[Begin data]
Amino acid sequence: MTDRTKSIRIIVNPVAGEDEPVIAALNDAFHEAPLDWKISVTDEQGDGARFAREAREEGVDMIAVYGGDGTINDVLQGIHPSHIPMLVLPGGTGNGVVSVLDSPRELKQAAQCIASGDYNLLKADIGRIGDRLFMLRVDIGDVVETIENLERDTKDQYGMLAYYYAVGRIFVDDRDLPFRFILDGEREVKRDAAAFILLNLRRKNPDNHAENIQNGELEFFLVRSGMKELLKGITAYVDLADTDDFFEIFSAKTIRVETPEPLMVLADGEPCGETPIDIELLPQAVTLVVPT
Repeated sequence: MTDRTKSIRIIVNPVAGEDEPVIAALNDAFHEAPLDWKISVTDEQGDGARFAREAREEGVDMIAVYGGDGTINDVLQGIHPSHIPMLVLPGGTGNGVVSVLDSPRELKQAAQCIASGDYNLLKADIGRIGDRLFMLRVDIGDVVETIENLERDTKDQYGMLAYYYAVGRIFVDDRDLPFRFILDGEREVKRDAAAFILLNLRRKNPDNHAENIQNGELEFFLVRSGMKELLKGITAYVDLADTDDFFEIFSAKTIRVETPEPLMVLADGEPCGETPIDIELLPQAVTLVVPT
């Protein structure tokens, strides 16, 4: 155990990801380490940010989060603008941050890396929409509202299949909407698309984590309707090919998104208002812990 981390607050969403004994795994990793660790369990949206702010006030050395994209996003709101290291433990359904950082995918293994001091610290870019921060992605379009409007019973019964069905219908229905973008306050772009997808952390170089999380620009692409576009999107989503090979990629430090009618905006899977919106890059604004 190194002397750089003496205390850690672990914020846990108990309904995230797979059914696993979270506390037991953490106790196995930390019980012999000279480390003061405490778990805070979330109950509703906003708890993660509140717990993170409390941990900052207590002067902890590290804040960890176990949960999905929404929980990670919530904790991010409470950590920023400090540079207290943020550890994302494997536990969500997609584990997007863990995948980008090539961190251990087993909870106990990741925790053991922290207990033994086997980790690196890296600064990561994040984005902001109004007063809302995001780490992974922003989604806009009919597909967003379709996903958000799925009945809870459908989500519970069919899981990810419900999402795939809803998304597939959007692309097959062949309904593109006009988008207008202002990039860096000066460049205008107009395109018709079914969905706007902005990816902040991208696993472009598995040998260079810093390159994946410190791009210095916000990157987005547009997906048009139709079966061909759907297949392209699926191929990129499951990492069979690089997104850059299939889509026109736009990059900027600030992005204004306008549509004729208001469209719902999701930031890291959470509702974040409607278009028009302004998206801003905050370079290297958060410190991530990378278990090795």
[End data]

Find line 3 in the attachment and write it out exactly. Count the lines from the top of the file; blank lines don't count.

């Protein structure tokens, strides 16, 4: 155990990801380490940010989060603008941050890396929409509202299949909407698309984590309707090919998104208002812990 981390607050969403004994795994990793660790369990949206702010006030050395994209996003709101290291433990359904950082995918293994001091610290870019921060992605379009409007019973019964069905219908229905973008306050772009997808952390170089999380620009692409576009999107989503090979990629430090009618905006899977919106890059604004 190194002397750089003496205390850690672990914020846990108990309904995230797979059914696993979270506390037991953490106790196995930390019980012999000279480390003061405490778990805070979330109950509703906003708890993660509140717990993170409390941990900052207590002067902890590290804040960890176990949960999905929404929980990670919530904790991010409470950590920023400090540079207290943020550890994302494997536990969500997609584990997007863990995948980008090539961190251990087993909870106990990741925790053991922290207990033994086997980790690196890296600064990561994040984005902001109004007063809302995001780490992974922003989604806009009919597909967003379709996903958000799925009945809870459908989500519970069919899981990810419900999402795939809803998304597939959007692309097959062949309904593109006009988008207008202002990039860096000066460049205008107009395109018709079914969905706007902005990816902040991208696993472009598995040998260079810093390159994946410190791009210095916000990157987005547009997906048009139709079966061909759907297949392209699926191929990129499951990492069979690089997104850059299939889509026109736009990059900027600030992005204004306008549509004729208001469209719902999701930031890291959470509702974040409607278009028009302004998206801003905050370079290297958060410190991530990378278990090795």